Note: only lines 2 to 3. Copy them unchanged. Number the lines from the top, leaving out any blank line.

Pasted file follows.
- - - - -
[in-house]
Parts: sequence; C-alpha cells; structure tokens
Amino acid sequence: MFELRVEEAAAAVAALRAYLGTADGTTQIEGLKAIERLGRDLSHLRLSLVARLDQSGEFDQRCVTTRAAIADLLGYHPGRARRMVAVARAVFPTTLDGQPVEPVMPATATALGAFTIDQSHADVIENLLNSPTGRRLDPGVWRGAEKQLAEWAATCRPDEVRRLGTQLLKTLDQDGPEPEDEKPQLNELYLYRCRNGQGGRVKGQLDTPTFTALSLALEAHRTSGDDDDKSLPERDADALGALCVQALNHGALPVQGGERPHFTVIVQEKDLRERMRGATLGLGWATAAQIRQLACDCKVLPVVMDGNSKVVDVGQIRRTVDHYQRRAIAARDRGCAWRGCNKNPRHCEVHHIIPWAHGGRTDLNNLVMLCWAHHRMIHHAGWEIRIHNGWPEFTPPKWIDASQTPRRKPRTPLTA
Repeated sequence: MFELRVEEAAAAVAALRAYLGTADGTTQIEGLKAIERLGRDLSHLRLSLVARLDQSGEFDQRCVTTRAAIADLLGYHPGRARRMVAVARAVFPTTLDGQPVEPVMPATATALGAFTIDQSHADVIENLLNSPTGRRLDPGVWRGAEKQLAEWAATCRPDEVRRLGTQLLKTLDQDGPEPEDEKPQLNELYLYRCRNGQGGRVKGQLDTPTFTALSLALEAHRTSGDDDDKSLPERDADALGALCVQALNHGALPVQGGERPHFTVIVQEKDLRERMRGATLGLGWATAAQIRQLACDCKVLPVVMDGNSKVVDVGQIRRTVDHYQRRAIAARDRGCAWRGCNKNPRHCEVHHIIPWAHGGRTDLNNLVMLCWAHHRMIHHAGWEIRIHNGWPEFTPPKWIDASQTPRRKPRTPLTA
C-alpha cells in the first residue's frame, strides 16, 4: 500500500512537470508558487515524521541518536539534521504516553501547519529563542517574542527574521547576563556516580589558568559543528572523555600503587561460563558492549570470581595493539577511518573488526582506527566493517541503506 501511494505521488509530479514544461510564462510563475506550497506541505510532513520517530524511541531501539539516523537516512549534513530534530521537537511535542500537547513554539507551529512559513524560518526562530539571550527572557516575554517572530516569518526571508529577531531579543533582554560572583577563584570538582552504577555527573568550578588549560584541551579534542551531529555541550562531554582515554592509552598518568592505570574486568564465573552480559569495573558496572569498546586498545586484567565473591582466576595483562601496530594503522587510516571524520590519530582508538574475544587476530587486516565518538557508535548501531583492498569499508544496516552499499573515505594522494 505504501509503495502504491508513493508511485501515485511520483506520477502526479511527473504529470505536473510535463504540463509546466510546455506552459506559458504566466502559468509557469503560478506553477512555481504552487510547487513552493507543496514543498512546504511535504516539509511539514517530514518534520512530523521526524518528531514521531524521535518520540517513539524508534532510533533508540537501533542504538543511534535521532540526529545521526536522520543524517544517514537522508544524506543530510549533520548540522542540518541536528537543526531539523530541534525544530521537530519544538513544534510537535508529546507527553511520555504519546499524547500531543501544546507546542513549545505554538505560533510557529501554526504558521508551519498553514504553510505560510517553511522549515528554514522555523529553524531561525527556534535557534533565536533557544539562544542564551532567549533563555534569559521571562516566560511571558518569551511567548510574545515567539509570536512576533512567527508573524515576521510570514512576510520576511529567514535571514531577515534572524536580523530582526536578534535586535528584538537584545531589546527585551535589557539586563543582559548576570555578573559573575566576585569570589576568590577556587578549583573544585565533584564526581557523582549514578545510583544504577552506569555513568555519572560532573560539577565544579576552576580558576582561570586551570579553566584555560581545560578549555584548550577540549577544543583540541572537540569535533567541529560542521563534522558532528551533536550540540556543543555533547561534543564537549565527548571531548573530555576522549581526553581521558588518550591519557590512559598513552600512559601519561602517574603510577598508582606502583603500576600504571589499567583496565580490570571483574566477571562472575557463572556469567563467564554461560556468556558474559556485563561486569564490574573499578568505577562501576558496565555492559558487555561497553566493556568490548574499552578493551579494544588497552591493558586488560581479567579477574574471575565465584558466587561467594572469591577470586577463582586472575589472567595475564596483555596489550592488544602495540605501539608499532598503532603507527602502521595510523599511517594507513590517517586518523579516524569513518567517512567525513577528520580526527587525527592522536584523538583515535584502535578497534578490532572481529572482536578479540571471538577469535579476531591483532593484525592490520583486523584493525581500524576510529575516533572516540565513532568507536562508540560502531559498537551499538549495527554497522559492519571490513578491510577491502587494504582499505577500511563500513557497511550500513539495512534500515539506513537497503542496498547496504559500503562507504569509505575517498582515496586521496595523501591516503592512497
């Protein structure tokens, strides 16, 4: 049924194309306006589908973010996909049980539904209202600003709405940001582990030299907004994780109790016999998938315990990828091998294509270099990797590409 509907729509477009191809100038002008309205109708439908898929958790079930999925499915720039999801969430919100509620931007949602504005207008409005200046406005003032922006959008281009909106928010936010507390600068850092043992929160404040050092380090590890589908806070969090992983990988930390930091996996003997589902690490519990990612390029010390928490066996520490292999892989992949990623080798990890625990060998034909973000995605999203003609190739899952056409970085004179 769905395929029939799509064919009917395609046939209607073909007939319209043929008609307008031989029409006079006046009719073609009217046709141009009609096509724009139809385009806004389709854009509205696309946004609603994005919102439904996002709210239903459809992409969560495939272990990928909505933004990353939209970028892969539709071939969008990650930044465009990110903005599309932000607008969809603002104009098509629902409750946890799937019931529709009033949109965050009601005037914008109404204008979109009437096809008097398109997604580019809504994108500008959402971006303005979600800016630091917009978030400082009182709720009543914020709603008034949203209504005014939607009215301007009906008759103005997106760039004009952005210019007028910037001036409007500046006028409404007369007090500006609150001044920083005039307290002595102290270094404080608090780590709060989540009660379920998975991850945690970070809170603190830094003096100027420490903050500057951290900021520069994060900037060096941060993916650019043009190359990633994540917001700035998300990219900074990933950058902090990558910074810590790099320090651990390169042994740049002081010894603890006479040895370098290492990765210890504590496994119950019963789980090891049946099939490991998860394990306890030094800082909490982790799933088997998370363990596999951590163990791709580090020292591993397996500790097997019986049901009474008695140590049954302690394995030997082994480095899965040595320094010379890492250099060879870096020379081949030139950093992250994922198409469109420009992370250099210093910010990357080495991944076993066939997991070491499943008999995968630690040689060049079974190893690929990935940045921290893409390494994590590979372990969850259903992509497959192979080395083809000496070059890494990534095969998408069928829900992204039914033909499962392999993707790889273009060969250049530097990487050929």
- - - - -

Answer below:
Parts: sequence; C-alpha cells; structure tokens
Amino acid sequence: MFELRVEEAAAAVAALRAYLGTADGTTQIEGLKAIERLGRDLSHLRLSLVARLDQSGEFDQRCVTTRAAIADLLGYHPGRARRMVAVARAVFPTTLDGQPVEPVMPATATALGAFTIDQSHADVIENLLNSPTGRRLDPGVWRGAEKQLAEWAATCRPDEVRRLGTQLLKTLDQDGPEPEDEKPQLNELYLYRCRNGQGGRVKGQLDTPTFTALSLALEAHRTSGDDDDKSLPERDADALGALCVQALNHGALPVQGGERPHFTVIVQEKDLRERMRGATLGLGWATAAQIRQLACDCKVLPVVMDGNSKVVDVGQIRRTVDHYQRRAIAARDRGCAWRGCNKNPRHCEVHHIIPWAHGGRTDLNNLVMLCWAHHRMIHHAGWEIRIHNGWPEFTPPKWIDASQTPRRKPRTPLTA